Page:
Jakarta Three Ways.

 Underground temple in Jakarta. Three routes downwards?       Image

Today’s post is A REVIEW OF RAMADAN SKY by Australian author, NICHOLA HUNTER.

It’s a while since I read the beginning of Ramadan Sky on the Authonomy site and became immediately captivated by the young boy suffering patiently with an abscess and asking little. Anyone who has experienced that unique agony will be hooked. The environment of Jakarta and its limited resources for comfort is immediately set. So is the culture of patient fortitude in the face of painful circumstances.

The book has undergone revisions before publication and now begins with a prologue that tells the end of the story. Normally I find prologues a mistake but not this in this case. It sums up exactly how the narrator feels, how any of her readers would feel for her at the end of this three-way story. I call it that because there are three main characters but one story. Or you could say there are three stories which are running the same path.

Vic, the no-pushover female narrator from Australia, her young lover and his fiancée, native to the city play out their roles and in so doing, reveal for us in painful and telling detail, the corruption, poverty and interdependence which is that part of Indonesia.

It didn’t alter my enjoyment that none of the characters are truly likeable, even the peripheral ones. I found the main characters well-rounded, with positive and negative aspects to their personalities making them all the more real.

Vic has come to Jakarta to teach English, as do many educated native English speakers.  She is not young, not particularly feminine, so the name suits. A good choice and indicator from the start. She does not look for love, but in seeking a guide and chauffeur more or less from necessity, finds a young man who gradually enters her life. They have a passionate affair, despite their age difference, his impending marriage and his fiancee’s dependence upon that fact. This girl is under pressure from her family,  who will benefit from the marriage. The family benefit far more, in the development of the plot, from the very means of the threat ahead – such a strong and ironic twist.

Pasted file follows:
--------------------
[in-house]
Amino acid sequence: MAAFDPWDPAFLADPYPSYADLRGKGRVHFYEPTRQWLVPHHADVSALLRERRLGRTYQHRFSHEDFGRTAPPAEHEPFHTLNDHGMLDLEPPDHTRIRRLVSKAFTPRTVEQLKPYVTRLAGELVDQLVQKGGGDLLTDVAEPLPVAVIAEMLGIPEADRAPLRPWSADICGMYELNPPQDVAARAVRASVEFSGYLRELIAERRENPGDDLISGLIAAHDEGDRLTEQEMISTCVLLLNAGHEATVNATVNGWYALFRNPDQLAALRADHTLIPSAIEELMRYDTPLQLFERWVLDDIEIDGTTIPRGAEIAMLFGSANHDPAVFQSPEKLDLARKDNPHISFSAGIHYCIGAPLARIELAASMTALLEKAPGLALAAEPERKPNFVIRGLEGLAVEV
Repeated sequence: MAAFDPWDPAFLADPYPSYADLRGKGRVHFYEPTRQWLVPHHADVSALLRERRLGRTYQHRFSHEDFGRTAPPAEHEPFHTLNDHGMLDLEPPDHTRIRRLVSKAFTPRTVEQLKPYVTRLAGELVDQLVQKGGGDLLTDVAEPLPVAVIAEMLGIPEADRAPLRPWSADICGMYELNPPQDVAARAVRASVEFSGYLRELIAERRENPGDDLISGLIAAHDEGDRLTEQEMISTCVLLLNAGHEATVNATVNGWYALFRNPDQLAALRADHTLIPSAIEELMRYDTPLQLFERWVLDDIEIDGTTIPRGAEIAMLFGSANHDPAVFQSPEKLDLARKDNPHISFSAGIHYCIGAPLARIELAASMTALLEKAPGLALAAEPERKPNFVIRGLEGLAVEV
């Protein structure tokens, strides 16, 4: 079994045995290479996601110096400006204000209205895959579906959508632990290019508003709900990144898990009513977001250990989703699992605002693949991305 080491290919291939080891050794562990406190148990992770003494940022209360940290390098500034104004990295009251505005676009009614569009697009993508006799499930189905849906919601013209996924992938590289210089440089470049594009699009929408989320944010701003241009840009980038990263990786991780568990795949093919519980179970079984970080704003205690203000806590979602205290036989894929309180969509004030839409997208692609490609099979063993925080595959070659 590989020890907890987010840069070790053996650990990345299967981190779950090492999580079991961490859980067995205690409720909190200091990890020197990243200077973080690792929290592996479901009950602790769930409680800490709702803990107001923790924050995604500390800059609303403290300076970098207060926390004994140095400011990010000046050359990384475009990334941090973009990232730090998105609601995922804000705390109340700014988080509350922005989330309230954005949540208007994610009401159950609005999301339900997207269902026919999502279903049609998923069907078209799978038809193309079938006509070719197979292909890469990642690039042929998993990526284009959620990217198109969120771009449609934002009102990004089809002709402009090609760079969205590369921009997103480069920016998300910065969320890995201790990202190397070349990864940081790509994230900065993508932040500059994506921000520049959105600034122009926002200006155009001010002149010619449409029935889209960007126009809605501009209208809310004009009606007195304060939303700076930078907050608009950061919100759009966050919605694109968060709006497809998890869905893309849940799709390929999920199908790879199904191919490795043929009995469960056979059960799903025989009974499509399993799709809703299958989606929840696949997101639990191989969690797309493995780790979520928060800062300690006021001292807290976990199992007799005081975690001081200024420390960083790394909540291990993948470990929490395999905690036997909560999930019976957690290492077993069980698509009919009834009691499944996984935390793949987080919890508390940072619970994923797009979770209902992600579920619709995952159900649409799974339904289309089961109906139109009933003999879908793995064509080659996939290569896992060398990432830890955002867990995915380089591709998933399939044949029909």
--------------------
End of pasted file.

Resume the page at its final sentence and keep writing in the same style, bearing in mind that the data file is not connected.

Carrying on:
The skill of the author lies in her ability to allow our empathy with each of these characters despite the fact that their personal motivations and needs are in competition with each other.

By the end of the novel we can predict exactly what will happen to each of the three in the future. We are not told. We can draw it clearly from the narrative.

This is a thoroughly enjoyable story, enriched by its insight into Indonesian culture. Super stuff, read avidly at one sitting without even rising for a glass of wine.

The novel is published by Authonomy and is available via Amazon.

  • Format: Kindle Edition
  • Publisher: Authonomy (26 Sep 2013)
  • Sold by: Amazon Media EU S.à r.l.
  • ASIN: B00DAK6US8

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